FATHER of Trade Unionism in the British Commonwealth, Guyanese Hubert Nathaniel Critchlow, was on Tuesday described as a “selfless man” by representatives of the Guyana Trades Union Congress (GTUC) and Federation of Independent Trade Unions of Guyana (FITUG).
The union representatives registered the views at an observance to mark the 61st death anniversary of the champion trade unionist at the Critchlow Labour College.
The simple ceremony saw remarks from GTUC President, Coretta MacDonald; General Secretary of the Guyana Agriculture and General Workers Union (GAWU) Seepaul Narine, and economist Hector Butts.
“When we talk about Critchlow, we have to talk about Critchlow as an institution; an
institution that allows us certain rights and benefits in the trade union movement,” Narine, who is also treasurer of FITUG, said.
“We have to talk about an institution; and that institution is what we are enjoying today, enshrined on our laws. We, as the inheritor of Critchlow’s legacy, have to look at ourselves to ensure that we continue to represent the interest of the workers; the interest of the dream of Critchlow.”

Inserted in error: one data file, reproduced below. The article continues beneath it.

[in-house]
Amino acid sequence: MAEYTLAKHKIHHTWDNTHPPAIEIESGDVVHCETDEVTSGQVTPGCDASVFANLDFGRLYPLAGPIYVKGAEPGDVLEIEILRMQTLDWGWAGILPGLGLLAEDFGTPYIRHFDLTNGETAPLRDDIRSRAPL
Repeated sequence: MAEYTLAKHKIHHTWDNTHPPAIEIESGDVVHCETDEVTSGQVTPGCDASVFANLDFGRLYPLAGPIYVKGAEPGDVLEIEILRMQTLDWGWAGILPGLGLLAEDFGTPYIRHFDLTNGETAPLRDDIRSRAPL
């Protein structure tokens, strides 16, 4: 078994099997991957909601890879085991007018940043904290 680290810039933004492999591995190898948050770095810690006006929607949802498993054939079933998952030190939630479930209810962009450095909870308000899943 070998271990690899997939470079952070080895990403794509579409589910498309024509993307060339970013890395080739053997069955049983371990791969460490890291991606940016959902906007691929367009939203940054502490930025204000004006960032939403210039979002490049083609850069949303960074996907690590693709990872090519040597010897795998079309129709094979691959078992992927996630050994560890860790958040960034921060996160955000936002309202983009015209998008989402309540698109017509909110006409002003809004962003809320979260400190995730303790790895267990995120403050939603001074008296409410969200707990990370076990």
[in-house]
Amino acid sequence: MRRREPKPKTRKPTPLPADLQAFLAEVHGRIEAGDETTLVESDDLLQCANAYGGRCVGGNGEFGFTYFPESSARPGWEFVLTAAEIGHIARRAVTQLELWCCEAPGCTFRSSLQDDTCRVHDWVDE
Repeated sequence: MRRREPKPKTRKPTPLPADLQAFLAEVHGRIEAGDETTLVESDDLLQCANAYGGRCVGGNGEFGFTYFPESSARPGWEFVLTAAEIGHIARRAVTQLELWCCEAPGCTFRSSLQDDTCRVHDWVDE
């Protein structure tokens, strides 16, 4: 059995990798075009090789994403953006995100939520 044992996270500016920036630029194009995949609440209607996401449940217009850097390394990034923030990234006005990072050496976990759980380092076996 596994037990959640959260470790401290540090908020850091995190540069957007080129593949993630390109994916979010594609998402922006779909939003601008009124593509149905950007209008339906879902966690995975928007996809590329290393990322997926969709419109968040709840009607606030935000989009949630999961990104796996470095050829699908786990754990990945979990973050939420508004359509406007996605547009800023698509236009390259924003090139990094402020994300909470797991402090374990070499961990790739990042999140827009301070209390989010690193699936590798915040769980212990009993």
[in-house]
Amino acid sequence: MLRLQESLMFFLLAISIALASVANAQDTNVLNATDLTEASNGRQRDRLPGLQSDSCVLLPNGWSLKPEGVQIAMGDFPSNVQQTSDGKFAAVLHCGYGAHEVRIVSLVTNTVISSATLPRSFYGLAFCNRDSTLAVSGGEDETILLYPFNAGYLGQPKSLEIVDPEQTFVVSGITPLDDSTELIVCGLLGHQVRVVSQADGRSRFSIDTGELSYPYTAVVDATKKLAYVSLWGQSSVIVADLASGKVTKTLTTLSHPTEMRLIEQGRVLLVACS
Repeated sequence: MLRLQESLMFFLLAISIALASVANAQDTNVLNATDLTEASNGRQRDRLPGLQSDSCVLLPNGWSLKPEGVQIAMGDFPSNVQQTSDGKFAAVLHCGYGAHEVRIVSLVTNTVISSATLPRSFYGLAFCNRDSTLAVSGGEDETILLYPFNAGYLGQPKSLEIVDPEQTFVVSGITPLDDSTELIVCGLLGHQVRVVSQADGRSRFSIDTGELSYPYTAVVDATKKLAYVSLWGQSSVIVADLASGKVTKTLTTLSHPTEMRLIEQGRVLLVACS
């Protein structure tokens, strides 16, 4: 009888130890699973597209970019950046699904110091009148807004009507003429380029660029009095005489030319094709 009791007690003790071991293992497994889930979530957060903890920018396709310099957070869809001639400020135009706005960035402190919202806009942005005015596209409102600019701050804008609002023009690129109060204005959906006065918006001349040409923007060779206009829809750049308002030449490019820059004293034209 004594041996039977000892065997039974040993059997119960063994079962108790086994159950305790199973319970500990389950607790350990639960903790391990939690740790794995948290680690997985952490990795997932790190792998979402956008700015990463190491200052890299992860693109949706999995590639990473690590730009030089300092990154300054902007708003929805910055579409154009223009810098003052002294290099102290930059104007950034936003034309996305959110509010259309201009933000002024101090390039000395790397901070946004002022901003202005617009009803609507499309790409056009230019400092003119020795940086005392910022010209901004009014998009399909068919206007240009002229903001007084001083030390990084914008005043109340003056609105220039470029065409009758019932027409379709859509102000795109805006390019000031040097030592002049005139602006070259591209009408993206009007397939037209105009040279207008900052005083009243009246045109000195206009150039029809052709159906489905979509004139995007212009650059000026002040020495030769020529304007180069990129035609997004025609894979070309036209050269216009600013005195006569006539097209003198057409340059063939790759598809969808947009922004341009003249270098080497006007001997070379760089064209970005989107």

Giving a brief biography on Critchlow’s life and work, Narine emphasised Critchlow’s ability to unite the masses.
“Critchlow was a man that cut across all races, and brings together in a united way the workers… While the workers were there without union, he was able to represent their interest, and he was well respected. Let us read the works of Critchlow, and let us commit ourselves to having it kept alive in our hearts,” Narine said.
The event was chaired by GTUC General Secretary, Lincoln Lewis.
MacDonald, during her speech, called on all the unions to put differences aside and work together for the common good of all workers across the country.
“Those who forget the past, they are condemned for the future, so I am happy that today we are remembering this selfless son. He was selfless in all of his deeds, and unless we become selflessly committed and dedicated and ready for this battle, we would not be able to fit the shoes of Hubert Nathaniel Critchlow, or those after him,” MacDonald said, adding:
“But one of the problems we have is we have lost sight of the Father of Trade Unionism. He stood there as a selfless man; standing for workers’ right. But very often, we as trade union leaders; we get sidetracked and we lose sight of what we were placed there to do. We need to stand for what we believe in, and we have to be united in what we do.”